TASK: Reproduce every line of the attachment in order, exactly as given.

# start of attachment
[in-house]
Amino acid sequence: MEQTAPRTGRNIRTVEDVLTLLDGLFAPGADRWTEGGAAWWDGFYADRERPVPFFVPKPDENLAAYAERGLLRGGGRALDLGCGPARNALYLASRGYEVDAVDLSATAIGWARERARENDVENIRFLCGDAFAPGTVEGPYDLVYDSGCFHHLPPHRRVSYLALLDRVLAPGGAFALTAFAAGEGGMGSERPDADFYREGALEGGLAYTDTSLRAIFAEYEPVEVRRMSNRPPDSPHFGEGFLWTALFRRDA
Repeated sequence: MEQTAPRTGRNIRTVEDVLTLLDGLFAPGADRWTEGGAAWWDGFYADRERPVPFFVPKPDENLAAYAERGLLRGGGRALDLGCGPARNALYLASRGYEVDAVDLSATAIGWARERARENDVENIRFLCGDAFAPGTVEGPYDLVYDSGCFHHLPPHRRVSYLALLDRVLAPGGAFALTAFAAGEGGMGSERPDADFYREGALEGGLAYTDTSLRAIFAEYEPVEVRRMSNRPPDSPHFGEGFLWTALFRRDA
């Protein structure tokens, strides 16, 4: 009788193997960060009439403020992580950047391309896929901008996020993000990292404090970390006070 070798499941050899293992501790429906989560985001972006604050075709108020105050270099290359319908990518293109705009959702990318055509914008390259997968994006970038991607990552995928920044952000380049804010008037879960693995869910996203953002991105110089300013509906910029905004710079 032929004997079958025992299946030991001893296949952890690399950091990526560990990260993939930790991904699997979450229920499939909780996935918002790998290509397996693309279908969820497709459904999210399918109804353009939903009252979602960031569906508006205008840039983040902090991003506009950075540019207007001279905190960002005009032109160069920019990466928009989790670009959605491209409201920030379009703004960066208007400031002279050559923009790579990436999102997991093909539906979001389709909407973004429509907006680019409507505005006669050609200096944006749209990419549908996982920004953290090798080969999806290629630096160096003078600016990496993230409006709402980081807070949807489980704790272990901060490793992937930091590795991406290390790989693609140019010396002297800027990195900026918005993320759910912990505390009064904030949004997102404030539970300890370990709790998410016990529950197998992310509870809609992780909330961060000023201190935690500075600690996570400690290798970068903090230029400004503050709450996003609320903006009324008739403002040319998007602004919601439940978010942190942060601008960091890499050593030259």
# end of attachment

[in-house]
Amino acid sequence: MEQTAPRTGRNIRTVEDVLTLLDGLFAPGADRWTEGGAAWWDGFYADRERPVPFFVPKPDENLAAYAERGLLRGGGRALDLGCGPARNALYLASRGYEVDAVDLSATAIGWARERARENDVENIRFLCGDAFAPGTVEGPYDLVYDSGCFHHLPPHRRVSYLALLDRVLAPGGAFALTAFAAGEGGMGSERPDADFYREGALEGGLAYTDTSLRAIFAEYEPVEVRRMSNRPPDSPHFGEGFLWTALFRRDA
Repeated sequence: MEQTAPRTGRNIRTVEDVLTLLDGLFAPGADRWTEGGAAWWDGFYADRERPVPFFVPKPDENLAAYAERGLLRGGGRALDLGCGPARNALYLASRGYEVDAVDLSATAIGWARERARENDVENIRFLCGDAFAPGTVEGPYDLVYDSGCFHHLPPHRRVSYLALLDRVLAPGGAFALTAFAAGEGGMGSERPDADFYREGALEGGLAYTDTSLRAIFAEYEPVEVRRMSNRPPDSPHFGEGFLWTALFRRDA
């Protein structure tokens, strides 16, 4: 009788193997960060009439403020992580950047391309896929901008996020993000990292404090970390006070 070798499941050899293992501790429906989560985001972006604050075709108020105050270099290359319908990518293109705009959702990318055509914008390259997968994006970038991607990552995928920044952000380049804010008037879960693995869910996203953002991105110089300013509906910029905004710079 032929004997079958025992299946030991001893296949952890690399950091990526560990990260993939930790991904699997979450229920499939909780996935918002790998290509397996693309279908969820497709459904999210399918109804353009939903009252979602960031569906508006205008840039983040902090991003506009950075540019207007001279905190960002005009032109160069920019990466928009989790670009959605491209409201920030379009703004960066208007400031002279050559923009790579990436999102997991093909539906979001389709909407973004429509907006680019409507505005006669050609200096944006749209990419549908996982920004953290090798080969999806290629630096160096003078600016990496993230409006709402980081807070949807489980704790272990901060490793992937930091590795991406290390790989693609140019010396002297800027990195900026918005993320759910912990505390009064904030949004997102404030539970300890370990709790998410016990529950197998992310509870809609992780909330961060000023201190935690500075600690996570400690290798970068903090230029400004503050709450996003609320903006009324008739403002040319998007602004919601439940978010942190942060601008960091890499050593030259």